(Kobe City University of Foreign Studies)
Paper Short Abstract:
This study, based on ethnographical material collected by fieldwork, examines complex relationships between Buddhism and a spirit cult in a relocated village settled by ethnic minorities in Southern Laos.
Paper long abstract:
Although Laos is regarded as a Buddhist country, most of its ethnic minorities have traditionally worshiped various spirits and conducted diverse rituals related to them. However, as they move to the lowlands where the ethnic Lao is the majority, their religious practices tend to be transformed. Several families from the Ngae, a Mon-Khmer group, fled from the battlefields during the Vietnam War, and settled in the present site in Champasak Province, Southern Laos. The village has been populated since 1970s by different groups including the Lao. In the circumstance where Ngae villagers have established daily contact with Buddhists, the influence of Buddhism is progressively apparent in many respects. However, the religious practices of Buddhist Lao do not remain intact either. Not only is the change in religion not rare among the villagers for the reasons of intermarriage between different groups or the intention of escaping from the heavy burden of animal sacrifice, but the boundary between the two religions is vague and blurred. Some Buddhists come to conduct an animal sacrifice which they have not done, and similarly some spirit worshipers participate in Buddhist festivals. The influence of the other religion are thus exercised bilaterally. In analyzing the statements and discoursed of the villagers from the perspective of language game by Wittgenstein, this study intends to contribute to a comprehensive understanding of religious complexities.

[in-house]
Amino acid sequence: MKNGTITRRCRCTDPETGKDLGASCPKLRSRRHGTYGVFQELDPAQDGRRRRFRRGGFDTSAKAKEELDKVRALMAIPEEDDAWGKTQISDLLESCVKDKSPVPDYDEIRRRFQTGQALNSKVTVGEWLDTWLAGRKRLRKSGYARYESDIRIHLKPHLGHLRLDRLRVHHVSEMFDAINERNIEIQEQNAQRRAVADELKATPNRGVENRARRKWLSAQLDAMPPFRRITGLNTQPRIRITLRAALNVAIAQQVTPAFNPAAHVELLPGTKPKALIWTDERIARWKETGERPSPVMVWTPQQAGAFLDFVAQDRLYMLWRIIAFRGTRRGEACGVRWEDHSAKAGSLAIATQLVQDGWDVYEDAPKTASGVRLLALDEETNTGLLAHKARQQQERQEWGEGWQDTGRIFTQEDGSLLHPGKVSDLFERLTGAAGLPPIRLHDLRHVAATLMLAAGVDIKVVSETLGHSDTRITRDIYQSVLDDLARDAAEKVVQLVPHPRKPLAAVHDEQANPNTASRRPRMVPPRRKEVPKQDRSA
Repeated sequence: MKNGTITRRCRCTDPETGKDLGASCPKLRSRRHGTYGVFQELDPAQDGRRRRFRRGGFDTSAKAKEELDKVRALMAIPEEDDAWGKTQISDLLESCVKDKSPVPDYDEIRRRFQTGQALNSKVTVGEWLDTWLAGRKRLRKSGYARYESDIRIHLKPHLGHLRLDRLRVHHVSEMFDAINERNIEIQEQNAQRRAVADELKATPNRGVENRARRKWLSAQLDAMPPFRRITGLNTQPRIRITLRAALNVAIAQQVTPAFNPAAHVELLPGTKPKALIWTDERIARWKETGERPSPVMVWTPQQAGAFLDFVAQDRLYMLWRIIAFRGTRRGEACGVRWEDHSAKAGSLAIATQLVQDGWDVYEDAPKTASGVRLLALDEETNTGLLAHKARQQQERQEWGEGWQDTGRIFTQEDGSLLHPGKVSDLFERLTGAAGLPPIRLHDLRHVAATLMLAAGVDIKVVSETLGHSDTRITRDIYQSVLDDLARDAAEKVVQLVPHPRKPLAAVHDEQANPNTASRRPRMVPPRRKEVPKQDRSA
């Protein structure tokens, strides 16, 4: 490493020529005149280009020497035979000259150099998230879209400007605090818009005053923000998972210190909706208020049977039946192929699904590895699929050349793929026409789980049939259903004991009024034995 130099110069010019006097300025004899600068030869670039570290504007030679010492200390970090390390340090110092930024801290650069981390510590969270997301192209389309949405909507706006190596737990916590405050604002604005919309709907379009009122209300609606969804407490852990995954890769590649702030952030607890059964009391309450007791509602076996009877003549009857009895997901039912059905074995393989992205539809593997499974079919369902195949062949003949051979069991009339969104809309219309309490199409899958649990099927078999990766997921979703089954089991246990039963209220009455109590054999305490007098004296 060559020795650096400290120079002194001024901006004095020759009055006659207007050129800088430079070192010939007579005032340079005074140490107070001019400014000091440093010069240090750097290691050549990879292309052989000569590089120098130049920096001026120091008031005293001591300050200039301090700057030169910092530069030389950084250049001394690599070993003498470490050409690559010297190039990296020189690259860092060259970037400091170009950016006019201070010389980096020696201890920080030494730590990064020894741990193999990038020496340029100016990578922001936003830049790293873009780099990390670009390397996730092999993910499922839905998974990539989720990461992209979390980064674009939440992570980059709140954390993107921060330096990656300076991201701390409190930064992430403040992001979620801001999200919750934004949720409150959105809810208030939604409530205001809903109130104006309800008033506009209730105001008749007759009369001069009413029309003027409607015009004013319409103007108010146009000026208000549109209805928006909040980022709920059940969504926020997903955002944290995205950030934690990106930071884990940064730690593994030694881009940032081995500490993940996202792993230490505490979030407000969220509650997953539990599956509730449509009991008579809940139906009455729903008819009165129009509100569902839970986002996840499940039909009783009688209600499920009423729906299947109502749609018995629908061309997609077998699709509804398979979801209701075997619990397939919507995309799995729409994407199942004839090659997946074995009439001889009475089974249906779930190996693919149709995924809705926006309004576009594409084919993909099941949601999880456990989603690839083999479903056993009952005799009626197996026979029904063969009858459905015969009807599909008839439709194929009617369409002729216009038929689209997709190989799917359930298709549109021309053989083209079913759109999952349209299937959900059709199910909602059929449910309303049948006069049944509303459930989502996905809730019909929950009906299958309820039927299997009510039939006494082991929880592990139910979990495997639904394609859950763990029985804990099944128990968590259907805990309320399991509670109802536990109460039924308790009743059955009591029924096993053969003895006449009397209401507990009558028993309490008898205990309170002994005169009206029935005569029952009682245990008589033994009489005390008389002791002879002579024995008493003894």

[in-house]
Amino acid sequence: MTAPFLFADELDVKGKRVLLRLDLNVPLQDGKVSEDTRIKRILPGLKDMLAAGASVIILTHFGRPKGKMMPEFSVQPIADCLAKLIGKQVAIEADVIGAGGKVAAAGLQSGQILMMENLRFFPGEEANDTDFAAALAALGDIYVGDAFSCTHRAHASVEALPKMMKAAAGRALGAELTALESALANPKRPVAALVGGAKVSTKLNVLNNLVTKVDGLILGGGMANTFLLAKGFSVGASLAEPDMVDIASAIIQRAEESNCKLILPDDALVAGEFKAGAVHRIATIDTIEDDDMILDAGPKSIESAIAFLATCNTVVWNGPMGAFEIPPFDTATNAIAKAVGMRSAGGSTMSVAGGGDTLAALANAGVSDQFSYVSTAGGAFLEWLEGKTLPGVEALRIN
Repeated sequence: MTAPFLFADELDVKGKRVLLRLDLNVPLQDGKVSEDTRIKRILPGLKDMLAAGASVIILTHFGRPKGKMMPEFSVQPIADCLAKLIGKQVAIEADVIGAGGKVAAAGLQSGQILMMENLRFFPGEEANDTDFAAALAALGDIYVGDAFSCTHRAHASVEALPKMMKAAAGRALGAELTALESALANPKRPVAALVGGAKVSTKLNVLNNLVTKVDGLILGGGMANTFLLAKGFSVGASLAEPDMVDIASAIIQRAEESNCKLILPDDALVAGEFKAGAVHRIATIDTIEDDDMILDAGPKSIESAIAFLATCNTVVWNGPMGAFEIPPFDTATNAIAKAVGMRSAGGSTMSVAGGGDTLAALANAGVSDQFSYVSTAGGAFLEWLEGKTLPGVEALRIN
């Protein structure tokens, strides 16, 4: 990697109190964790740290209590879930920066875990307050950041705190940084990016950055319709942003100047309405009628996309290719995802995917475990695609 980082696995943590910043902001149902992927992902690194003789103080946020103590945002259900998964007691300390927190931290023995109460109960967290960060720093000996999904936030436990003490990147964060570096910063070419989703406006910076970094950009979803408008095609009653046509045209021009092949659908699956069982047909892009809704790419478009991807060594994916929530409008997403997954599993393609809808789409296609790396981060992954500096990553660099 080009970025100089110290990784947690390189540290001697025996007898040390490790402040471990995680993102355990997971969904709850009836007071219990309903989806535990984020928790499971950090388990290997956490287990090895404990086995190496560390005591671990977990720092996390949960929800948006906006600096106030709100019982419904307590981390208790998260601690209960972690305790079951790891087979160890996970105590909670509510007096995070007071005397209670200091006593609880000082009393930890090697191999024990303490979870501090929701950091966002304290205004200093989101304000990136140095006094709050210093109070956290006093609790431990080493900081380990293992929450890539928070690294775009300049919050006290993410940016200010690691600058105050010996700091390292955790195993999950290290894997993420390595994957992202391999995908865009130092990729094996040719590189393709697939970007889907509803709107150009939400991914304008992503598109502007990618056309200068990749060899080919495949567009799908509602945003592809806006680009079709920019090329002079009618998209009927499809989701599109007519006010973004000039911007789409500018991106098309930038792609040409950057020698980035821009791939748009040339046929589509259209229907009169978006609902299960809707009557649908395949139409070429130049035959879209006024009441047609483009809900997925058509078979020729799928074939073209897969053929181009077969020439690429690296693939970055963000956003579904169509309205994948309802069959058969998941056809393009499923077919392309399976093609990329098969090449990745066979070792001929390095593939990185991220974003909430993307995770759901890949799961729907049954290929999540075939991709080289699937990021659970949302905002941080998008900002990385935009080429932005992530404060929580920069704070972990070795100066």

Religious practices in transition: ethnographical and theoretical studies of religions in multiethnic and/or multicultural situations